Posts Tagged ‘ESO’

Telescope Images Most Massive Stars Ever Found

21 Jul

Images from the Very Large Telescope in Chile capture the most massive stars ever found, including one twice as large as the current accepted limit for stellar birth weights. This supermassive star, called R136a1, is 265 times the mass of the sun, and was as much as 320 times the mass of the sun when it was born.

This book-of-records-worthy star was found in the young stellar cluster RMC 136a, colloquially known as R136. It is located 165,000 light-years away inside the Tarantula Nebula, in one of our neighboring galaxies, the Large Magellanic Cloud. The star is already a little over a million years old, and has spent most of its life shedding material through powerful stellar winds and outflows of gas. It has lost a fifth of its initial mass.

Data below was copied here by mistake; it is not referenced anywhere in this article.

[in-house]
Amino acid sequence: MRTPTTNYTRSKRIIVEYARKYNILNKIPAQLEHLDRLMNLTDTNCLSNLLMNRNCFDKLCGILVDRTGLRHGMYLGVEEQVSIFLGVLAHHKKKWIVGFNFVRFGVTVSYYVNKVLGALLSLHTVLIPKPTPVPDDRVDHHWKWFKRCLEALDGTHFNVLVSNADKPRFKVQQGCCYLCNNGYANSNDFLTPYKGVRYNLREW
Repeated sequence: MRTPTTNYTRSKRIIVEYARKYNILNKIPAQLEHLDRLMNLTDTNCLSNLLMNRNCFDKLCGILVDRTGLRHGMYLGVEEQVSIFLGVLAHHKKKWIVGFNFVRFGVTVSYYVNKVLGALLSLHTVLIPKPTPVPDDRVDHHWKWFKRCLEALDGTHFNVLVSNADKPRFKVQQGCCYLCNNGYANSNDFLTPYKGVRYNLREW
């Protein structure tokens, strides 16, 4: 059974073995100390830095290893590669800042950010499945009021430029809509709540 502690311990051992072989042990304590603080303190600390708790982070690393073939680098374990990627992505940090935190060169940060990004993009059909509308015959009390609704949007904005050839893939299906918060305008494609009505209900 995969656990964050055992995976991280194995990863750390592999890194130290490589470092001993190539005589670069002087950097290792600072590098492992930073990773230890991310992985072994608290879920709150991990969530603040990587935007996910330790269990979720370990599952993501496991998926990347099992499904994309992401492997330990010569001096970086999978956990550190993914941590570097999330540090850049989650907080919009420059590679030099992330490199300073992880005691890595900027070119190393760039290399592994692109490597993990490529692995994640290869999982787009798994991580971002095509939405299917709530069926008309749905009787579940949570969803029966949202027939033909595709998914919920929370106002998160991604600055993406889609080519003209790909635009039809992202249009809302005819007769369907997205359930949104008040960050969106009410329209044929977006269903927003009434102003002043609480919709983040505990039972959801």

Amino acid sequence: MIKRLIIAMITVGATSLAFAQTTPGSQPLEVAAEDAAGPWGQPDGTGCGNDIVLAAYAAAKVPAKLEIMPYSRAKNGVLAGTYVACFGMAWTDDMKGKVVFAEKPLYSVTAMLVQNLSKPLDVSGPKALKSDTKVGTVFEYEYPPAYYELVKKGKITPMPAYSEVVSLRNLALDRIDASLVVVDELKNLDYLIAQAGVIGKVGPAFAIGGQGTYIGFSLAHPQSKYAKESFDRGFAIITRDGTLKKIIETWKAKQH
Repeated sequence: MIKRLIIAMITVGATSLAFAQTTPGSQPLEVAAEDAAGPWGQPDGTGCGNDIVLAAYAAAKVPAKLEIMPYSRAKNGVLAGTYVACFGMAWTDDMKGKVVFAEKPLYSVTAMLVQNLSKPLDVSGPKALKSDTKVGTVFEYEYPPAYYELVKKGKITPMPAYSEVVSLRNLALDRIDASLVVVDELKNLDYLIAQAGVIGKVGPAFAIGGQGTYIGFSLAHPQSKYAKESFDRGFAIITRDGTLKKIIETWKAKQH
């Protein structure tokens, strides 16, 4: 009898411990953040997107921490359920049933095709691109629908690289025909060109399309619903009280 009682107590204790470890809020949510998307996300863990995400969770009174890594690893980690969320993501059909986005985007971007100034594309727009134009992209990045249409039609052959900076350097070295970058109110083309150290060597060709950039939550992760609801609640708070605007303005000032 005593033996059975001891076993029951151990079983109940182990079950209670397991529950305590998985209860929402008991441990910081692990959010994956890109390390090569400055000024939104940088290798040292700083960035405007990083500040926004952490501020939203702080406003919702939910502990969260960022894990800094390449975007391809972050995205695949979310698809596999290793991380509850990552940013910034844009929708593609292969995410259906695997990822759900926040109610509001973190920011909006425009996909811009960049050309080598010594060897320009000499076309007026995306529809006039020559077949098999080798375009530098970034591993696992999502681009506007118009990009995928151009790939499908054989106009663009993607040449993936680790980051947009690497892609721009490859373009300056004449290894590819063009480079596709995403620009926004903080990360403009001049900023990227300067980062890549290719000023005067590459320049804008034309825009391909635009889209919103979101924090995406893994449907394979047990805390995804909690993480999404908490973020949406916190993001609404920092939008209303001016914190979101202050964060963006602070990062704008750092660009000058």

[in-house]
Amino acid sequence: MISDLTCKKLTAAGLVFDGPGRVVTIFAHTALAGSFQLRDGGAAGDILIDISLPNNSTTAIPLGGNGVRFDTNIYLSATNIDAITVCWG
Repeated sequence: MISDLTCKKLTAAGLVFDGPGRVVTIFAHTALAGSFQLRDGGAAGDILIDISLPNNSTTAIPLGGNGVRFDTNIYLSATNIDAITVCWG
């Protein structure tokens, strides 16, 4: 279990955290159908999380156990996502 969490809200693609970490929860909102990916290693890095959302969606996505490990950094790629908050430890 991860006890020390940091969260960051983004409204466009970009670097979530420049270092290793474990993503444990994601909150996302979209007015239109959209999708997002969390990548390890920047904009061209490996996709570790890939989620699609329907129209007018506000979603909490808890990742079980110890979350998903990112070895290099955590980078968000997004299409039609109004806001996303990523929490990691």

Astronomers had previously believed that the upper limit on stars’ masses at birth was 150 solar masses, but four stars in the cluster had birth weights well above that limit. Although the cluster houses more than 100,000 stars, those four giants account for nearly half the wind and radiation power of the entire group.

This trio of images shows a visible-light image of the Tarantula nebula as seen with the Wide Field Imager on the MPG/ESO 2.2-meter telescope (left) along with a zoomed-in visible-light image from the Very Large Telescope (middle). A new image of the R136 cluster, taken with a near-infrared instrument on the Very Large Telescope, is shown in the right-hand panel, with the cluster itself at the lower right.

Below, an artist’s conception shows the relative sizes of stars, from red dwarfs of about 0.1 solar masses, yellow dwarfs like the sun, blue dwarfs weighing eight solar masses, and the approximately 300-solar-mass R136a1.

Images: 1) ESO/P. Crowther/C.J. Evans. 2) ESO/M. Kornmesser

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